In many ways, the quest for a sacred artifact is the most pure kind of adventure. It is usually housed in scary, dangerous places, surrounded by otherworldly beings and elaborate traps. Two sides fight to obtain it. One side will use it for good, the other side for evil.
And often times it doesn’t matter who wins, because the gods are gonna do what the gods are gonna do.
Clash of the Titans is a great melting pot of Greek mythology. There’s nary a story that doesn’t turn up in some shape or form. Flying horses, battling Olympians, sea monsters, people turning to stone, mechanical owls.
Wha…? Yes, there is a mechanical owl named Bubo. He’s sort of like R2-D2, forever bailing the mighty Perseus out of trouble. Athena gave him to Perseus because Perseus lost his magical shield while fighting the gorgon Medusa, whose head is the aforementioned sacred artifact. Perseus needs the head because the kraken sea monster is coming to steal away Andromeda, because Perseus answered Andromeda’s riddle and won her hand away from the evil Calibos, who once tried to kill Pegasus, angering Zeus, who happens to be Perseus’s father.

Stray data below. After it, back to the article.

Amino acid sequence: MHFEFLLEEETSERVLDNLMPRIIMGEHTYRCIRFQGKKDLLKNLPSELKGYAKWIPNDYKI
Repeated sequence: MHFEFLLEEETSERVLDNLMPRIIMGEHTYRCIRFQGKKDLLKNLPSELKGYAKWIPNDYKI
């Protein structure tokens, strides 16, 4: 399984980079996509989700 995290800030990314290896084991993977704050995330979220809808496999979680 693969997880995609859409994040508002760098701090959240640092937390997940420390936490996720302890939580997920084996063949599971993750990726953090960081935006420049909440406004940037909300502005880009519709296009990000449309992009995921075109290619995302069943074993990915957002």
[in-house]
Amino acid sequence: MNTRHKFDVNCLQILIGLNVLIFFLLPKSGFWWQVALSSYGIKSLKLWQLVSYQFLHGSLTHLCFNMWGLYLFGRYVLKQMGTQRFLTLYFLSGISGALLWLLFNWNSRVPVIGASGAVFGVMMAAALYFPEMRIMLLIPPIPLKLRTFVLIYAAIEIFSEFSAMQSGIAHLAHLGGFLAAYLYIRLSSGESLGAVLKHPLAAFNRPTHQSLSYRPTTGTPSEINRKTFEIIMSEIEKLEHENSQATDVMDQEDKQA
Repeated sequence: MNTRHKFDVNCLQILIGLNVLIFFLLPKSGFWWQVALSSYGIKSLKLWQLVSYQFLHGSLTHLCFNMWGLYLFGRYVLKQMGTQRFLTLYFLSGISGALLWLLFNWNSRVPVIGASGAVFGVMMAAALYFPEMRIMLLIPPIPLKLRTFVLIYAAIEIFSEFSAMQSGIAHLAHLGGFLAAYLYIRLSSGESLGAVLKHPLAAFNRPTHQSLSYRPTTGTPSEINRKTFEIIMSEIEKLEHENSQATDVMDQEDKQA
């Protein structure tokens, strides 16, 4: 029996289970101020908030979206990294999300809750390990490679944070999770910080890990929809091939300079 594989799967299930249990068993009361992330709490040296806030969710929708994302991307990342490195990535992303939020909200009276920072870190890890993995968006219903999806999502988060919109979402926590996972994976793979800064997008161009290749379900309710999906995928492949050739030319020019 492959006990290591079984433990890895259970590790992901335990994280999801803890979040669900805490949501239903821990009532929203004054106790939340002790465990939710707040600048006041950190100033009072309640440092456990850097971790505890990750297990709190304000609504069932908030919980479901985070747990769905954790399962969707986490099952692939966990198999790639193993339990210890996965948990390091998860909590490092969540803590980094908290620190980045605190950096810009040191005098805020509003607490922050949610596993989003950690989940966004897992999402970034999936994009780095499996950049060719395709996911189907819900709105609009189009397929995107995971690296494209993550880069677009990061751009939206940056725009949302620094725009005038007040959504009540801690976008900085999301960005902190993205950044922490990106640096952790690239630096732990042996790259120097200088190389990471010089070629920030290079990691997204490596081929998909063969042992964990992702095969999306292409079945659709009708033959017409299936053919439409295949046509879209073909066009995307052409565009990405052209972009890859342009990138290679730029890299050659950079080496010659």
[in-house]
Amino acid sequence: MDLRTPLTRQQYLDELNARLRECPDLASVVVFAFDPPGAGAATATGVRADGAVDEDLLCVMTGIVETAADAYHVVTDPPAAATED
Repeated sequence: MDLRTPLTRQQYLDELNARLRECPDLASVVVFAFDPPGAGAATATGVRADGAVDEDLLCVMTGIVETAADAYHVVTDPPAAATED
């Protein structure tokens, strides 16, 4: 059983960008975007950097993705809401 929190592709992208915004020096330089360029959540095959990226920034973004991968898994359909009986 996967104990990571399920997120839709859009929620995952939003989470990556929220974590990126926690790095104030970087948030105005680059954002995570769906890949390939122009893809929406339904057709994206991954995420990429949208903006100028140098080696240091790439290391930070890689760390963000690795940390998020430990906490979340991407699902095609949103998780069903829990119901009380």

If none of that makes much sense, don’t worry. You’re there for the giant scorpions.
Master animator Ray Harryhausen did his last, best work on Clash of the Titans. Harryhausen worked at a time when the only way to make a realistic sea monster was to sculpt it in minature, stuff a metal armiture inside it, and painstakingly pose it one frame at a time.
Animators revere Harryhausen, and with good reason. He took stop motion animation to new heights. We are spoiled with CGI today. We sometimes forget that it wasn’t until Jurassic Park that CGI finally cracked the mainstream for good.
The AT-AT Walkers in Empire Strikes Back? Stop motion.
Those demonic dogs in Ghostbusters? Stop motion.
The Terminator? Stop motion, with Cameron painstakingly posing Arnold one frame at a time.
Back to the melting pot thing… Clash of the Titans is a million myths rolled into one, all because Harryhausen wanted to try his hand at a believable flying horse, but didn’t want to be tied down to cavorting fauns. I’m not sure any of these scenes are direct descendants of actual Greek myths, but they sure feel like it. And I bet Theseus would have welcomed a mechanical owl when he was fumbling around in the minotaur’s labrynth.
Clash of the Titans is also known for its stunt casting. Sir Laurence Olivier plays Zeus. Bond girl Ursula Andress shows up as Aphrodite. Kenny Baker played Bubo. And none other than Harry Potter house leader Dame Maggie Smith shows up as sea goddess Thetis.
When it finally came time to remake the movie in 2010, some of these same elements survived. Liam Neeson and Ralph Fiennes provided the stunt casting. CGI provided the effects. And Bubo became a snarky in-joke. The film could have used Harryhausen to breathe some life into Sam Worthington’s acting.
Up next, #75…